Preserving Traditions and Fresh Food in Southeast Alaska

From foodtank.com, by Sarah Small
Preserving Traditions and Fresh Food in Southeast Alaska

The Sitka Local Food Network seeks to improve the health and diets of the Sitka Alaska community through fresh local foods and education programs. For the past seven years, the organization has been supplying fresh produce to the Sitka Farmers' Market from their community gardens. The cooking and food preservation classes create a lasting impact by enabling individuals to preserve locally sourced food so that it lasts throughout the winter. 

Food Tank had the opportunity to speak with Charles Bingham, Board Member and Communications Director at Sitka Local Foods Network.

Food Tank (FT): How do you contribute to creating a better food system?

Charles Bingham (CB): The Sitka Local Foods Network's mission is to increase the amount of locally produced and harvested foods in the diets of Southeast Alaskans. Our start came from the 2008 Sitka Health Summit, where Sitkans decided they wanted to see a local food market for fresh veggies and fish and more opportunities for community gardens/greenhouses. That year we launched the Sitka Farmers’ Market and built the St. Peter's Fellowship Farm communal garden. We also have an education component with our garden mentoring program and other gardening and food preservation classes. In addition, we have worked on Sitka Health Summit projects related to compiling a Sitka Community Food Assessment, composting, planting fruit trees around town, building a community commercial kitchen, getting more local fish in school lunches, etc.

FT: What is a project, program, or result you are most proud of?

CB: The Sitka Farmers Market and St. Peter's Fellowship Farm projects are our biggest accomplishments, since they happened shortly after the 2008 Sitka Health Summit. The Sitka Health Summit took place in April, and within the next month we connected with St. Peter's By The Sea Episcopal Church about some land behind the church to build the communal garden and we started building and planting in May. St. Peter's Fellowship Farm is where we grow fresh veggies to sell at the Sitka Farmers’ Market, which we launched in August 2008. In addition to supplying fresh veggies to sell at the Sitka Farmers’ Market, St. Peter's Fellowship Farm and its satellite gardens also grow food for school lunch programs and for local hunger/food security programs. We accept WIC and SNAP benefits at the Sitka Farmers’ Market, and we've seen several backyard gardens start growing enough produce so they too can sell at the markets.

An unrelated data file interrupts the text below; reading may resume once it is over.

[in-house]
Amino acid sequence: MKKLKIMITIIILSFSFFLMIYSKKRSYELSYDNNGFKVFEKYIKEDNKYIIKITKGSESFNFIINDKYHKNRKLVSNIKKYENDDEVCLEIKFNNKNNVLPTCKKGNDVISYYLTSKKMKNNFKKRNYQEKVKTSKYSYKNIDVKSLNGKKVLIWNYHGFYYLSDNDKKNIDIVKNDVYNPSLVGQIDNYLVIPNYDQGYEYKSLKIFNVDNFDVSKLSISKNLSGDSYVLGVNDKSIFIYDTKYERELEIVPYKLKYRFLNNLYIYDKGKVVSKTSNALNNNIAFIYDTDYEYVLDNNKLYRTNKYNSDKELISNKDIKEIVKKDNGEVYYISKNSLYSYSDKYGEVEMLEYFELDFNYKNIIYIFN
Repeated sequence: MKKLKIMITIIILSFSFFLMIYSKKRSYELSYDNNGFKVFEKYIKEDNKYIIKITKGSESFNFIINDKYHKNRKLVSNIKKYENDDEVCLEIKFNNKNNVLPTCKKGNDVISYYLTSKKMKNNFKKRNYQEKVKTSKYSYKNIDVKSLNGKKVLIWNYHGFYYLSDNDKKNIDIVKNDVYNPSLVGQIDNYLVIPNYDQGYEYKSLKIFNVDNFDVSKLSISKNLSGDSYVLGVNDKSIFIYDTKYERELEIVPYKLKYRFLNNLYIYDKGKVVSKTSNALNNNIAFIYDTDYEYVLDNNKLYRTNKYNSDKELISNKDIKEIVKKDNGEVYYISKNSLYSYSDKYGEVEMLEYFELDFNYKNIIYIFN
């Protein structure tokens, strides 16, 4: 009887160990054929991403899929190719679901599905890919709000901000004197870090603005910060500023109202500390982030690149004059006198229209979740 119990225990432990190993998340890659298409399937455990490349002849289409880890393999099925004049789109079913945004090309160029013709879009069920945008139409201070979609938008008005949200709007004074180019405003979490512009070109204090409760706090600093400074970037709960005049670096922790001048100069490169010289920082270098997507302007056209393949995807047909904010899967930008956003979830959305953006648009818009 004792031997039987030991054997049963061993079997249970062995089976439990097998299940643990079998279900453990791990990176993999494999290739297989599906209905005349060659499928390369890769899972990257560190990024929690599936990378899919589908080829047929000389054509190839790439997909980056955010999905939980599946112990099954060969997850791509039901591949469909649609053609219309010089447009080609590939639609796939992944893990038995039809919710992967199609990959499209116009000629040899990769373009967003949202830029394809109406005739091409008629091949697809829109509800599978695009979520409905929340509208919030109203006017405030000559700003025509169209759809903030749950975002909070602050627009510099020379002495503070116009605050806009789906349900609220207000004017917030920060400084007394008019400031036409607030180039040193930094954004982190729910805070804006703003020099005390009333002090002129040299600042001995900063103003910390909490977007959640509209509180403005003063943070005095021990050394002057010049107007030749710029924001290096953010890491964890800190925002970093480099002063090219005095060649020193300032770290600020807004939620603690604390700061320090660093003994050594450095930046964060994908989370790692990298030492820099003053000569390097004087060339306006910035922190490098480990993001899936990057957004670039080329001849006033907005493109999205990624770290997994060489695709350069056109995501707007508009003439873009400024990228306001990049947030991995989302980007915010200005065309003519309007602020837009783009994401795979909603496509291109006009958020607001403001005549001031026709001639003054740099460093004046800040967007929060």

FT: What are your goals for 2015 and beyond?

CB: Our goals for 2015 are to maintain and expand our offerings in our three focus areas -- the Sitka Farmers Market, St. Peter's Fellowship Farm, and education. Since the Sitka Farmers’ Market doesn't start until July, we are working on securing new and returning vendors for the summer. Our lead gardener at St. Peter's Fellowship Farm has been with us for about five years now and she has increased the amount of food grown each year, especially since we've been able to add a couple of satellite gardens. In 2014, we started a garden mentoring program with two first-time gardening families, and this year those two families are back for a second year and we have four new first-year families. This was in addition to a series of basic gardening classes. We also are working with the Sitka Kitch commercial kitchen to offer cooking and food preservation classes

FT: In one sentence, what is the most important thing eaters and consumers can do today to support a more sustainable food system?

CB: One of the biggest things we need to do is reconnect people to the food system, so they realize that food doesn't really come in neat styrofoam packages at the grocery store.

FT: How can individuals become more involved in your organization?

CB: People can go to our website, or send an email to connect with us. We always need volunteers to help at the Sitka Farmers’ Market and/or St. Peter's Fellowship Farm. We also need volunteers willing to help teach gardening or food preservation classes. People also can donate to our organization by going to our website and clicking on our Donate page (we are a 501(c)(3) nonprofit organization, so let us know if you need a receipt for tax purposes). Alaskans can make a contribution through the Pick.Click.Give. Program when they file for their Alaska Permanent Fund Dividend.

Download the 2015 Good Food Org Guide HERE.

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